[Published on 5.5.1978]
From my memory book, I learn that I read ‘Guide’ by R.K. Narayan during the first week of November 1962. It was the time I was obsessed with Somerset Maugham. Naturally, I could not resist comparison, however odious it may be. Narayan appeared to me like a neophyte in front of Maugham.
Earlier, I had read at random ‘The Financial Expert’ and loved the tragic-comic character of Margayya immensely and had an urge to communicate with the author and in fact wrote him a letter after securing his address from ‘who is who’ among authors or some such book. I did not deserve a reply or the letter did not reach him.
Yesterday, I got scent of his visit to Manasagangothri’s English Department and kept my line of communication tuned-up. The moment I got the information about Narayan’s arrival I rushed. There he was in flesh and blood. As ordinary looking as you and I. Both in appearance and demeanour. Very unassuming for all his name, fame and talent. He was a surprise. In fact he looked like one of those simple characters from his own novels.
He obviously suffers from long-sight because he wears thick concave glasses. A receding pate with grey mane skirting it, short beak of a nose, an average height and girth make up his physical appearance. If I was ever foxed by appearance it was yesterday. All in all I loved the man and his words (both spoken and written).
Now compare this gentle, creative genius with that bovine, haughty young literary upstart Dom Moraes. Perish the thought. I remember attending one of his ‘meet the students’ circus in a South Bombay College. He came there with his latest acquisition Leela Naidu. After the initial flattering platitudes by the Lady Principal, the honourable guest mounted the platform, his face impassive, flicked a 555 cigarette, lighted it, puffed it and then lo and behold the first thing to come out of his loose lips was a puff of grey smoke. More on our own, inimitable Narayan tomorrow and nothing on that Moor from Goa. —PUCK
RKN denied tutor’s job
[Published on 6.5.1978]
It is said that when one fails in all ventures, he becomes a writer. If this is so, that was what happened to our own celebrated writer and novelist R.K. Narayan (RKN). According to what he told a group of post-graduate English students of Manasagangothri a couple of days back, he was turned down a Tutor’s job in the Maharaja’s College. Of course, what was Maharaja’s College’s loss was the literary world’s invaluable gain. It is no matter of conjecture what a great loss it would have been. Thinking of loss, Narayan mentioned that by dealing with film ‘goondas’ a conscientious author like him would lose both his morals and money. He was very bitter about his experience with film people. Perhaps Dev Anand had helped him gain this unsavoury experience.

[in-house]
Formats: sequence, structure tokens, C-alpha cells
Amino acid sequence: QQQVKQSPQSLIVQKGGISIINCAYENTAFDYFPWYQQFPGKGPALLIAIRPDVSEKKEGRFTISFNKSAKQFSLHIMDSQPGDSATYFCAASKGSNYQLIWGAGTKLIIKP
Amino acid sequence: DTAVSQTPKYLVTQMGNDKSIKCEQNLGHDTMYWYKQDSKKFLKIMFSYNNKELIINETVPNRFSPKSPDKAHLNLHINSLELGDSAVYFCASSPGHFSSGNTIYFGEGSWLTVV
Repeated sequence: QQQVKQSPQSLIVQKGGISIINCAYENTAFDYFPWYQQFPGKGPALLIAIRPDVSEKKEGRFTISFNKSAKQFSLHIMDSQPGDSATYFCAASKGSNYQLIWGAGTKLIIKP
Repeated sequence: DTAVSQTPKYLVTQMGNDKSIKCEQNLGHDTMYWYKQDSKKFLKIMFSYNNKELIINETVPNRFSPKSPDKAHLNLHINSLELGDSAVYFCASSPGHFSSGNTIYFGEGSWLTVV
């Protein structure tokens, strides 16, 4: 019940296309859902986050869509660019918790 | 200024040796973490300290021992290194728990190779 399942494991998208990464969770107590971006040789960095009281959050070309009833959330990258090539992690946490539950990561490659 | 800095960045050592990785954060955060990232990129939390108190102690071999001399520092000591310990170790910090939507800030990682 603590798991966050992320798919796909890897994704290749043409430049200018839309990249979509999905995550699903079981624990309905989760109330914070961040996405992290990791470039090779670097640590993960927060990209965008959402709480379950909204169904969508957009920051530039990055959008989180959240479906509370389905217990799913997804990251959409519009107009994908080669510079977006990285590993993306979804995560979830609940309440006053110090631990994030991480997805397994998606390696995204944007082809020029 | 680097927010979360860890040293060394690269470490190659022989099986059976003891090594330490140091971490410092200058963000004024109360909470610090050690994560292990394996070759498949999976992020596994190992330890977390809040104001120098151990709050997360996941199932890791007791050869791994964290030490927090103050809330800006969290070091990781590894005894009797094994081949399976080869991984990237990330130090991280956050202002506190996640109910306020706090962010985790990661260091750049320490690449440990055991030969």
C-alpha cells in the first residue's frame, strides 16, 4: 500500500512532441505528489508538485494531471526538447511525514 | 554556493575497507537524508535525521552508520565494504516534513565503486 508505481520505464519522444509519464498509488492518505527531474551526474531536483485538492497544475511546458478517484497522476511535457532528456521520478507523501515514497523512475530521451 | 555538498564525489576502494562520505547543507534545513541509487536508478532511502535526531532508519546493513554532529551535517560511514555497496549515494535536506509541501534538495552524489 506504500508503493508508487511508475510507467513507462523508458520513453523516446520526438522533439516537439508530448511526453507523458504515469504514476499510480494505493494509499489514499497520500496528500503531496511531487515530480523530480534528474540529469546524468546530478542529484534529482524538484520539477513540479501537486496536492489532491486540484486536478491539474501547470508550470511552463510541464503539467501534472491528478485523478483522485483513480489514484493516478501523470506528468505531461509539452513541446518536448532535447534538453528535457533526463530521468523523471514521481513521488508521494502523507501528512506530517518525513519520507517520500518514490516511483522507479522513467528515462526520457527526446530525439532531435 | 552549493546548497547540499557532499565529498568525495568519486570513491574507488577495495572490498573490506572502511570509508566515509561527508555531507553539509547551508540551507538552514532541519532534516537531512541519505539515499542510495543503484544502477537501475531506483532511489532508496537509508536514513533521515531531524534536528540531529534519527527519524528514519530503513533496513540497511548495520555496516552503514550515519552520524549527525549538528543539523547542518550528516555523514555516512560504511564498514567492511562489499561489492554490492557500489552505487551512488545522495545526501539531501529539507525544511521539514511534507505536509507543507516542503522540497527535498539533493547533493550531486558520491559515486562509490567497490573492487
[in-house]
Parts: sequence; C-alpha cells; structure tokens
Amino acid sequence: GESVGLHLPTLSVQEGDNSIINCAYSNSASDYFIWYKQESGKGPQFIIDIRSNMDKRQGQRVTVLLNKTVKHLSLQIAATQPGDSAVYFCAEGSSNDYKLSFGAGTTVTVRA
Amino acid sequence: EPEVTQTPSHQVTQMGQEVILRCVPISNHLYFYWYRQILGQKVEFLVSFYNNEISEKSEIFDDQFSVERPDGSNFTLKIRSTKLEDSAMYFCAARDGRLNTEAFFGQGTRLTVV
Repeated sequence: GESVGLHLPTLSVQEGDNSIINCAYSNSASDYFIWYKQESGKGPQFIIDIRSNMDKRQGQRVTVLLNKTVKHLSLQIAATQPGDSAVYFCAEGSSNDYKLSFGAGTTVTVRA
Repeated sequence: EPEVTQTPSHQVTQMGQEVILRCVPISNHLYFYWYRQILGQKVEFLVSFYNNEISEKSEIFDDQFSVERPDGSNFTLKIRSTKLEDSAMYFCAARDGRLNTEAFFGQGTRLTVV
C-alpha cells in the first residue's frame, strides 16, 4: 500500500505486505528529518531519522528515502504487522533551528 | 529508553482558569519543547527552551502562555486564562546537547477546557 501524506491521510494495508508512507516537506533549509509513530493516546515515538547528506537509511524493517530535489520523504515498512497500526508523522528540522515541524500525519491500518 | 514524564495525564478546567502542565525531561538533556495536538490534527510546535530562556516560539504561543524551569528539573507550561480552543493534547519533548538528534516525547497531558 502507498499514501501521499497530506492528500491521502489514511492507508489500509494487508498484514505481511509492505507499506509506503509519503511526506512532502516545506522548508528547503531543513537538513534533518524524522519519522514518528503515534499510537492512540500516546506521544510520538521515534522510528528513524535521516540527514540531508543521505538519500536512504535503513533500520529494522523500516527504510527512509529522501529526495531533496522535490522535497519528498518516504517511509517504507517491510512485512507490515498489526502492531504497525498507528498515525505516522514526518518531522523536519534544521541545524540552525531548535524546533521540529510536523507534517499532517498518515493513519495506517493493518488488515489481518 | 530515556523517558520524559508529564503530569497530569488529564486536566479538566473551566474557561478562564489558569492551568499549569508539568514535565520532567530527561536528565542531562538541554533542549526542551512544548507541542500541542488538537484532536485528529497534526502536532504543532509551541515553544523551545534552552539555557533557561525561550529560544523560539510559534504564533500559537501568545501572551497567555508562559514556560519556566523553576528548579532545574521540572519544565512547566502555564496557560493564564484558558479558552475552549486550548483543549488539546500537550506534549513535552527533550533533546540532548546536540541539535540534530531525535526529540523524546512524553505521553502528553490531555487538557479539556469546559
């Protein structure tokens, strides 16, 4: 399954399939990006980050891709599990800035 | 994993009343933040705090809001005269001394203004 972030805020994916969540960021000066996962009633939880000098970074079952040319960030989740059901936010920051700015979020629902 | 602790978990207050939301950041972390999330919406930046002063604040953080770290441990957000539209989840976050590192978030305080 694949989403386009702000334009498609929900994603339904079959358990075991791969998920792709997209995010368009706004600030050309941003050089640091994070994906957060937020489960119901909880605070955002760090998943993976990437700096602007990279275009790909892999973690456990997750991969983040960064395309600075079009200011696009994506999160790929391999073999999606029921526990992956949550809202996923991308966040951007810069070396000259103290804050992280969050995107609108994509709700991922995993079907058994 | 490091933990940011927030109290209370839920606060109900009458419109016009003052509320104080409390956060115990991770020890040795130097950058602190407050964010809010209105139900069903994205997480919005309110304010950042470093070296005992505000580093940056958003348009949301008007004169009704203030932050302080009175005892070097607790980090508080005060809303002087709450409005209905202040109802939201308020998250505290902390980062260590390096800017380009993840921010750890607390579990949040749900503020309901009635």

I remember myself turning hysterical, laughing like one possessed, while reading his article entitled, I think, ‘Misguided Guide’ wherein he had dealt in delightful detail about circumstances, situations, people and all that happened in the selling of the film rights of his novel ‘Guide’ to Dev Anand and thereafter during shootings. I can never forget till my death this particular incident.
Once I was tickled into laughing, every second line I read with moistened eyes (I start getting tears in my eyes while laughing) only added to the humour which was still being enjoyed by me. I was laughing in fits and starts like a lunatic, became a nuisance to others and I was not in control of myself at all. A point came when the lady librarian requested me to leave the place and return after I regained my balance. Readers may feel that I am exaggerating. No. This happened in the U.S.I.S Library, Bombay and the article had appeared in the ‘Life’ magazine.
I have since read a few pieces by Narayan published in ‘The Illustrated Weekly of India’. But they were all flat. Narayan will never excel that one piece which was packed with humour, sarcasm, wit and bite. Oh, Narayan, Narayan, won’t you do it again?— PUCK
[Published on 8.5.1978]
According to a book I was reading last Sunday afternoon, among the peoples of the ancient world there are three who bequeathed a legacy that is living power at the present day. Those three peoples are the Hebrew, the Greek and the Roman.
The book “The Legacy of the Ancient World” says that the creations of their genius, namely the Hebrew prophecy; the philosophy, poetry and sculpture of Greece; the law and political organisation of Rome are a heritage of lasting inspiration to mankind. Agreed.
But what happened to Hindus? We have lost out to others? So I closed the book and did some introspection. Think of Vedas and Upanishads. They may date back to periods beyond the genesis mentioned in the Old Testament or the famous Dead-Sea scrolls. Do they mean nothing to the author of this book? Perhaps I am being parochial in outlook.
Have not our ancient sages and saints bequeathed any legacy good enough to be mentioned along with the Hebrews, Greeks and Romans?
Well, I am not worried. I shall contact our own history genius Mr. P.N. Oak, who is a Past-Master in re-writing history. —PUCK
Note: In the beginning Abracadabra column did not carry a headline like in later days. For some years it only had a pen name ‘PUCK’ for its author.—Ed